St. Louis, MO
At age 17, Catlin was sent to Litchfield to study law which he disliked. George preferred to read about natural history, science, arts, Indians and to sketch fellow students and local scenery. After two years of study in Litchfield, George entered the Bar of Luzerne County in Pennsylvania. He practiced law for two years before he “resolved to convert my law library into paint pots and brushes.”
In 1823, Catlin studied art in Philadelphia and established himself ...
"His more realistic approach [towards painting American Indians] grew out of his appreciation for a people who, he wrote, 'had been invaded, their morals corrupted, their lands wrested from them, their customs changed, and therefore lost to the world.'" -- Catlin quoted by Bruce Watson in the Smithsonian Magazine, George Catlin's Obsession, December, 2002.
- Mary Wallace Peck Mansfield album
- Portrait of George Catlin
- The Buffalo Hunt, Surrounding the Herd by George Catlin
- The Indian Ball Play (Choctaw) by George Catlin
- The Indian Bear Dance/Invoking the Aid and Protection of The Bear Spirit by George Catlin
- The Snow Shoe Dance/To Thank the Great Spirit for the First Appearance of Snow by George Catlin
- Wild Horses at Play on the American Prairies/The Rocky Mountains in the Distance by George Catlin
- Portrait of Oliver Wolcott, Jr. by George Catlin
- Ball Play Dance by the Choctaw Indians West of the Mississippi by Geoge Catlin
- Buffalo Hunt on Snow Shoes/Winter on the Northern Prairies by George Catlin
- Buffalo Hunt on the Banks of the Upper Missouri by Geoge Catlin
- Buffalo Hunt under the White Wolf Skin/An Indian Stratagem on the Level Prairies by George Catlin
- Game of the Arrow/Archery of the Mandan Indians - Headwaters of the Missouri by George Catlin
- Dying Buffalo Bull/Deadly Effect of the Indian Arrow by George Catlin
- Indian Ball Players by George Catlin
- Indian Buffalo Hunt/Close Quarters by George Catlin
- Prairie Wolfes Attacking a Buffalo Bull/Taking Breath by George Catlin
- Engraving of Tapping Reeve
Archives of American Art, George Catlin papers, 1821-1904, 1946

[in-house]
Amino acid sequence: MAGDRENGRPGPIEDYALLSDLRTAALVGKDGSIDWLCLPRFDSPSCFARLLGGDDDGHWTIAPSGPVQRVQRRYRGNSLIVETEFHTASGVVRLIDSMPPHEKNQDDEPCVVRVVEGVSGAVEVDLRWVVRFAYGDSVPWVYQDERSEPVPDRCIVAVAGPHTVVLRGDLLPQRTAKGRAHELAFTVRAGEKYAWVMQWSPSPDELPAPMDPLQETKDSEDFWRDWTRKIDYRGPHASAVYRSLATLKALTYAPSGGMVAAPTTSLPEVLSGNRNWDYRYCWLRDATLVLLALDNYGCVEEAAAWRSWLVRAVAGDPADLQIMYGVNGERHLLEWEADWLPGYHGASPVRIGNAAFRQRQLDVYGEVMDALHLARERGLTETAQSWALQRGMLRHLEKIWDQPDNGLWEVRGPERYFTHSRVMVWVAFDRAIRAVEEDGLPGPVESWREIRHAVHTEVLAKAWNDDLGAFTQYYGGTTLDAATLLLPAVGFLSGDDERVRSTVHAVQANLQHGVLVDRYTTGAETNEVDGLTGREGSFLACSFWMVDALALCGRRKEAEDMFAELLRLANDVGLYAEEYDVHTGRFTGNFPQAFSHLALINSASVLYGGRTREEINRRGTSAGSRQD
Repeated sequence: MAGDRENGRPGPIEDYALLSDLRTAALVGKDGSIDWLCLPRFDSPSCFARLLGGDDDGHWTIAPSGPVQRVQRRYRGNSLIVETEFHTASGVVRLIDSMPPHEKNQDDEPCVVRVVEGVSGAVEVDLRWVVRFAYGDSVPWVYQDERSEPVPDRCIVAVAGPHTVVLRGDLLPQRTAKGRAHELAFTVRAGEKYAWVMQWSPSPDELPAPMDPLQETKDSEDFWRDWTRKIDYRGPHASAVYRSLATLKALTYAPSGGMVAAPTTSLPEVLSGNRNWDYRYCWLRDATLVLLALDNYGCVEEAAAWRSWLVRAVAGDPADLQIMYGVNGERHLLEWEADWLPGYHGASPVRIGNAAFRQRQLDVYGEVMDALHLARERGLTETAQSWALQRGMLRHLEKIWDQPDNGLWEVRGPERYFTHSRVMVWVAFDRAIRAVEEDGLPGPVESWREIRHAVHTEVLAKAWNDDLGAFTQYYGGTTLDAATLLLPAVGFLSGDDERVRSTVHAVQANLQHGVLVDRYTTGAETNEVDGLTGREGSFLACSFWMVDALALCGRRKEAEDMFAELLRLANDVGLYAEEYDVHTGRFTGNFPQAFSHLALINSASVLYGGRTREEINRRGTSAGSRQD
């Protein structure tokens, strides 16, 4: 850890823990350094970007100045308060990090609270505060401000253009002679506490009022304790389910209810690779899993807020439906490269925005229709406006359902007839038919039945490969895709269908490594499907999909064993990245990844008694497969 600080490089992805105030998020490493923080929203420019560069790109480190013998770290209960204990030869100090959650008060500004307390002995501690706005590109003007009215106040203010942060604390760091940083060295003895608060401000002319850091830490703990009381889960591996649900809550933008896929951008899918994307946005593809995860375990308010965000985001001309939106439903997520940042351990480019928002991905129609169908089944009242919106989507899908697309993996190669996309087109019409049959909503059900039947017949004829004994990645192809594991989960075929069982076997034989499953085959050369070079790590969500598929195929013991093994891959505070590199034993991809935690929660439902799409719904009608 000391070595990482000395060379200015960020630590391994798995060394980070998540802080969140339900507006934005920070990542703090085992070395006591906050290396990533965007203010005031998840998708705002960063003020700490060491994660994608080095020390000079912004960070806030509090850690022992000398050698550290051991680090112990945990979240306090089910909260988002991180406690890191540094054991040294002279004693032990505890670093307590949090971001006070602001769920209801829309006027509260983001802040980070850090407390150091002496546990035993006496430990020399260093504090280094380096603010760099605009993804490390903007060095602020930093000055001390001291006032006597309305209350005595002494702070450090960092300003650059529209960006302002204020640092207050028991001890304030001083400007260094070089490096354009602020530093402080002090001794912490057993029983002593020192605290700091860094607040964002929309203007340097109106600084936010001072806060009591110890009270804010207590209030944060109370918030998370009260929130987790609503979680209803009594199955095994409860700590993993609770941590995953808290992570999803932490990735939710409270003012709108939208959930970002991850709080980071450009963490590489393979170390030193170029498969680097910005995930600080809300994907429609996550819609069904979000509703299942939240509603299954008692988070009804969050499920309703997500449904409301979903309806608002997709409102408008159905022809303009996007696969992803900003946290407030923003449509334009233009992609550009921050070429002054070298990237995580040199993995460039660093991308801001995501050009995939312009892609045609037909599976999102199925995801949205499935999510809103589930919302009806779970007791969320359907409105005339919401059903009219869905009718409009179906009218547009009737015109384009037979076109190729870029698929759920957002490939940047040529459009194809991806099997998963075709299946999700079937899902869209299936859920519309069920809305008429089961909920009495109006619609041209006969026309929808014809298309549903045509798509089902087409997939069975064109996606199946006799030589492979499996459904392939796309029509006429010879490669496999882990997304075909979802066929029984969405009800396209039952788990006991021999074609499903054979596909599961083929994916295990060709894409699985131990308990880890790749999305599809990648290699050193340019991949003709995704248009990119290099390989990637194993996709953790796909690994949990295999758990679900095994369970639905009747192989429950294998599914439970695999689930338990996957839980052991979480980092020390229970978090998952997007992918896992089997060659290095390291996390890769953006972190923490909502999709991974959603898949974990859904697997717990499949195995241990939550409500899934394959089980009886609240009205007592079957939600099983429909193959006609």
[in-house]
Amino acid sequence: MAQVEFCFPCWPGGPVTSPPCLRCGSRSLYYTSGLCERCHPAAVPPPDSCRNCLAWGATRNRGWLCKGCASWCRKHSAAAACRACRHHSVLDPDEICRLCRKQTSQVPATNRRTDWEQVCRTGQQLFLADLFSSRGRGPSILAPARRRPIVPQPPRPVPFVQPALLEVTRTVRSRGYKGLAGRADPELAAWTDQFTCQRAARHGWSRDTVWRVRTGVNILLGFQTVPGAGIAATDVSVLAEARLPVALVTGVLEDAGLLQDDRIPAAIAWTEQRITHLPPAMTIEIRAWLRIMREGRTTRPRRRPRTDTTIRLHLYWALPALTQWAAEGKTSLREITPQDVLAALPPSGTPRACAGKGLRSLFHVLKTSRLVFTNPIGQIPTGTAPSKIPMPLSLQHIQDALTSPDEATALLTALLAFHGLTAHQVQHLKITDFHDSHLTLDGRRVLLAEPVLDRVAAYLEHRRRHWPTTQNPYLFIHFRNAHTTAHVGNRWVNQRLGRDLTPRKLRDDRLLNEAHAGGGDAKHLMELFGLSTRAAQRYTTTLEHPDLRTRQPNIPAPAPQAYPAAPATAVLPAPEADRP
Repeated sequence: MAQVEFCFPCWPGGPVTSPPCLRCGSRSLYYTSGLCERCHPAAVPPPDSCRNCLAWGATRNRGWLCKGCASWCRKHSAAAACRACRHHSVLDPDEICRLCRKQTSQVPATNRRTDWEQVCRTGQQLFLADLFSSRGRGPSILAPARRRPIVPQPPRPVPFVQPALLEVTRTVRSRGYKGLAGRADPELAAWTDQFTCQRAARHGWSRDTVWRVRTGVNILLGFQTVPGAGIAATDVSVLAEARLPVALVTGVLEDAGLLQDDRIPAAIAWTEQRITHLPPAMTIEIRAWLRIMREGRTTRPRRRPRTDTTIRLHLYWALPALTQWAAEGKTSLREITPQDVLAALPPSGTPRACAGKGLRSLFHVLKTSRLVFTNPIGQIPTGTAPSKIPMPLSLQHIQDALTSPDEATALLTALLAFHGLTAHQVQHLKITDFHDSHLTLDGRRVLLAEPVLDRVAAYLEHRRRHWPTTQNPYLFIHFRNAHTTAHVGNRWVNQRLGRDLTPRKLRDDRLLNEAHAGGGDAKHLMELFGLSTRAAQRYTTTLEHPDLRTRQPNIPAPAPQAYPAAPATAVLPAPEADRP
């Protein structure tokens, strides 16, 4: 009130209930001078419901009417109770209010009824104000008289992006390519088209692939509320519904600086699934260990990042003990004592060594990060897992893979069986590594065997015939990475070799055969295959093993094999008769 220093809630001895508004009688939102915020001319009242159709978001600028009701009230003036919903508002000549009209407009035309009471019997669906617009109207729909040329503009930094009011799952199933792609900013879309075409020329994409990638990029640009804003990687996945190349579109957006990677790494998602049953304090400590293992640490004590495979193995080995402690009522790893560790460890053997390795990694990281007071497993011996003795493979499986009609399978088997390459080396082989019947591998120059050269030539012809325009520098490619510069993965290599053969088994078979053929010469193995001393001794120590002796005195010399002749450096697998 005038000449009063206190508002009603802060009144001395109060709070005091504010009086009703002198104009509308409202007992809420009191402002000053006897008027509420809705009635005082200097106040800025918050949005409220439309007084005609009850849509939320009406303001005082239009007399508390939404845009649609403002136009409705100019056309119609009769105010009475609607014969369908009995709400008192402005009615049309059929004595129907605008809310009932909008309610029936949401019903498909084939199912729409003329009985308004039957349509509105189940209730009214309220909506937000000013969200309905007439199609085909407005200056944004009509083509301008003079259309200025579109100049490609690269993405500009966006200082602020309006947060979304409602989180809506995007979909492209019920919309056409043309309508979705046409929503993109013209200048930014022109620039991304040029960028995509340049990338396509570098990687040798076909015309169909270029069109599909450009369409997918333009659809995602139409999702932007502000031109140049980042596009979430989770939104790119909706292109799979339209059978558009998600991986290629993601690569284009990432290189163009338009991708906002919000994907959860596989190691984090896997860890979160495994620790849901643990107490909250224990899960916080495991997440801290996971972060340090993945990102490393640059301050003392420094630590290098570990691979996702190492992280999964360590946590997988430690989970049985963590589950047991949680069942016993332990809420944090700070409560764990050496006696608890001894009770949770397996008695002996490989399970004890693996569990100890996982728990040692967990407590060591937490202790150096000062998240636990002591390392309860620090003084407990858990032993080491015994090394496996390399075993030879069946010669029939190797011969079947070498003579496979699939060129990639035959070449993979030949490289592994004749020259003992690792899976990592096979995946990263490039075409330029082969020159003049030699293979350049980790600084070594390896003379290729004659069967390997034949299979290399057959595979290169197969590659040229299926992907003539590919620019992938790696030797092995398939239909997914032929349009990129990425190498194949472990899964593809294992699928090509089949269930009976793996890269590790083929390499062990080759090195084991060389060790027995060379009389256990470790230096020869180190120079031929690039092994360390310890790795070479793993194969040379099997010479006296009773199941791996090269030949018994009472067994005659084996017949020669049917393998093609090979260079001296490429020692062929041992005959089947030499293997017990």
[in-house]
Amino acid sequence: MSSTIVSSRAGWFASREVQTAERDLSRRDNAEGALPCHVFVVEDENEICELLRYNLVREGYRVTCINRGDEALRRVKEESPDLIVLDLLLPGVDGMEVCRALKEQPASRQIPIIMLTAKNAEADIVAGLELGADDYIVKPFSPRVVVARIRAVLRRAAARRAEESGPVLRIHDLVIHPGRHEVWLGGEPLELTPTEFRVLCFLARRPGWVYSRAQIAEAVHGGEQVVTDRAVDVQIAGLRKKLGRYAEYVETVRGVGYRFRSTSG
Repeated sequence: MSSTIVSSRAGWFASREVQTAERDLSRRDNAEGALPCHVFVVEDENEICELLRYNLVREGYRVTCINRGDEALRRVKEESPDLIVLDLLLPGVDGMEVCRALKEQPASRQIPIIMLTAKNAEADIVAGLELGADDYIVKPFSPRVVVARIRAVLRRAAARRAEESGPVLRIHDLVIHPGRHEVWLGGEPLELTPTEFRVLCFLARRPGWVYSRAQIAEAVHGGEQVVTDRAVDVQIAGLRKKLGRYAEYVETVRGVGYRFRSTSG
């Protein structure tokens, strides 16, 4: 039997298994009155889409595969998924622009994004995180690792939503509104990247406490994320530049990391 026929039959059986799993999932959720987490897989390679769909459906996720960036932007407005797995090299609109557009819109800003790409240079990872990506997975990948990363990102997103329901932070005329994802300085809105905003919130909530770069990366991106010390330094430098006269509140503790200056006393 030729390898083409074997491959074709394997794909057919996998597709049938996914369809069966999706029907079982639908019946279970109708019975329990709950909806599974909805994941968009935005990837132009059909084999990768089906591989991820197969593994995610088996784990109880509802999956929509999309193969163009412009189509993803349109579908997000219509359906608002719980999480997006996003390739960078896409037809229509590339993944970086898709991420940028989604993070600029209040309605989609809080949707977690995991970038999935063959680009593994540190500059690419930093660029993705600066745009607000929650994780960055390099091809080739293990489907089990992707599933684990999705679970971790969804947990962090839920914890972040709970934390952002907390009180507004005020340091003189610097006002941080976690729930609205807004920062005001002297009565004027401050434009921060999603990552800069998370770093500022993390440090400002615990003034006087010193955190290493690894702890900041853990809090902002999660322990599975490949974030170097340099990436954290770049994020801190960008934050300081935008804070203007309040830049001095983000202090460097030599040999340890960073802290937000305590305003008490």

Records for the schools were sporadic, especially in the formative years of both institutions. If instructors kept comprehensive records for the Litchfield Female Academy or the Litchfield Law School, they do not survive. Researchers and staff have identified students through letters, diaries, family histories and genealogies, and town histories as well as catalogues of students printed in various years. Art and needlework have provided further identification of Female Academy Students, and Litchfield County Bar records document a number of Law School students. The history of both schools and the identification of the students who attended them owe credit to the early 20th century research and documentation efforts of Emily Noyes Vanderpoel and Samuel Fisher, and the late 20th century research and documentation efforts of Lynne Templeton Brickley and the Litchfield Historical Society staff.
Handwritten list by William Samuel Johnson, "Catalogue of the Students at Law in the school at Litchfield Conn. at & after Aug. 15th 1817..", Connecticut Historical Society, Johnson Family Papers, 1722-1863, Box - Johnson Papers.
Litchfield County Bar Association Records, 1819, Helga J. Ingraham Memorial Library, Litchfield Historical Society
Patterson, Daniel, ed. Early American Nature Writers. Westport, CT: Greenwood Press, 2008.
Smithsonian Institution Online. Catlin Virtual Exhibition. http://americanart.si.edu/catlin/highlights.html
Watson, Bruce. "Georgre Catlin's Obsession." Smithsonian Magazine, December 2002. http://www.smithsonianmag.com/arts-culture/george-catlins-obsession-72840046/?no-ist
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